Recent trends suggest that corporate boards will need to pay greater attention to how ESG can impact a company’s bottom line. Institutional investors and other stakeholders are making the link between environmental, social and governance factors—or sustainability—and business strategy with greater frequency, and that means reviewing ESG policy should be a major agenda item for boards in 2020.
What we’ve seen over the last two years is that more institutional investors are integrating ESG factors into their investment decision-making. A recent survey by the Callan Institute reported that the percentage of institutional investors that incorporated ESG factors into investment decision-making grew from 22 percent in 2013 to 42 percent in 2019. State Street Global Advisors, BlackRock, Vanguard and other large investors have publicly called for companies to adopt specific policies, such as board diversity, that they believe contribute to sustainability.
More employees are expressing their concerns about ESG issues such as pay disparity and company culture through public protests and work stoppages. The recent strike over wages and benefits at General Motors and the employee walkout over sexual harassment allegations at Alphabet suggest these events will continue.
Additionally, shareholders continue to exert influence on companies by increasing the number of ESG-related shareholder proposals that are filed. The types of issues that fall into the ESG category are expanding. Shareholders have sought major changes in company policies around everything from compensation clawbacks for liability in the opioid crisis to mandating more robust climate change strategy disclosures.
Corporate directors must focus on identifying which ESG issues could most affect a company’s growth next year and in the future. In its 2019 ESG Review, Institutional Shareholder Services (ISS) forecast that “climate change, responsible consumption and resource use, data security and data privacy, and #MeToo and discrimination” would be areas that most corporate boards would be affected by. However, since ESG now covers such a vast area of corporate governance, boards must identify the aspects of ESG most likely to impact business operations and growth, and then craft policies that are appropriate for their specific industry. Boards must also be careful to address ESG issues that are of primary concern to their individual investors, employees and the communities they serve.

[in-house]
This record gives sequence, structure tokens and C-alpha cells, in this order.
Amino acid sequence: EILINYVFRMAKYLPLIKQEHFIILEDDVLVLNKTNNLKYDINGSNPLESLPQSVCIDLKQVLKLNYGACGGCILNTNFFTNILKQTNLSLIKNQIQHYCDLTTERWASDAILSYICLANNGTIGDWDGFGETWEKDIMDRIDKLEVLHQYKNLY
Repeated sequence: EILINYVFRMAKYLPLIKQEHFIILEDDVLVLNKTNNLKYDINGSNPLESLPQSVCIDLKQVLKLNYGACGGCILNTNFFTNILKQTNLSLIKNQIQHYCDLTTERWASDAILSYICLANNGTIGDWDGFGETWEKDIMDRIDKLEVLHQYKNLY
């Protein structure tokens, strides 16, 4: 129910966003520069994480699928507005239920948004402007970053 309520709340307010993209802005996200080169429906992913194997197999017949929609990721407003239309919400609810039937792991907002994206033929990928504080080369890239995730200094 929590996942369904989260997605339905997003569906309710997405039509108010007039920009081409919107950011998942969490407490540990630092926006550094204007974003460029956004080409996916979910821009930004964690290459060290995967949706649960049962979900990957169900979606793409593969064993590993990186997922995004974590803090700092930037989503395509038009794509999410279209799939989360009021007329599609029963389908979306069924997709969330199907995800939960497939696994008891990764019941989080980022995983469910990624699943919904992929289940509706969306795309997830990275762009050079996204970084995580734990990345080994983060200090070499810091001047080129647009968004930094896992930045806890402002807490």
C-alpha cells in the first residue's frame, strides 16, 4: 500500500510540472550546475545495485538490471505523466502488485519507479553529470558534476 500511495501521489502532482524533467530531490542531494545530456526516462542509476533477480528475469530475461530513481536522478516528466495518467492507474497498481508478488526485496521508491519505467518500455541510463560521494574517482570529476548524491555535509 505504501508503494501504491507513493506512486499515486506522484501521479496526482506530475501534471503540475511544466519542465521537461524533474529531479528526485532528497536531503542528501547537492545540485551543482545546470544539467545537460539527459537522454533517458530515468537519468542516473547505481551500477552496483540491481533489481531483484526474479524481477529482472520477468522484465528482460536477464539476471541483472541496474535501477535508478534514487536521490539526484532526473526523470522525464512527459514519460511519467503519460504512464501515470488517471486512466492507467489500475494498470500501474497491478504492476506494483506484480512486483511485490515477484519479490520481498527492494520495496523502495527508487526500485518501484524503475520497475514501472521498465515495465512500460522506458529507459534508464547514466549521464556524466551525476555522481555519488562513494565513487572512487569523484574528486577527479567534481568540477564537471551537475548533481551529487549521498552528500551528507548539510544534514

When attempting to align ESG policy with business strategy, each board must clearly define what ESG means and how aspects of that definition of ESG can be integrated into the company’s long-term goals and corporate vision or purpose. This is an opportunity for the board to proactively deal with any environmental or social issues that have been concerns in the past. The board then can order a fair financial analysis of different approaches to specific ESG issues, providing financial evidence to support enacting one ESG policy or rejecting another. As the board is redefining what ESG means for the company, management should engage shareholders, employees and other stakeholders to establish an environment of trust and to ferret out ESG issues that may potentially become problems in the future.
Armed with a new definition of what ESG means to the company and with information about the immediate concerns of all stakeholders, the board can be more confident about the process of integrating ESG-related policies into the business strategy. By focusing on matters that directly impact the company’s bottom-line, new ESG policies can be announced publicly, potentially giving the board increased credibility with shareholders. Generally speaking, ESG policy changes that are geared toward improving financial results or improving corporate culture are positively received, which is a win for stakeholders, management and the board.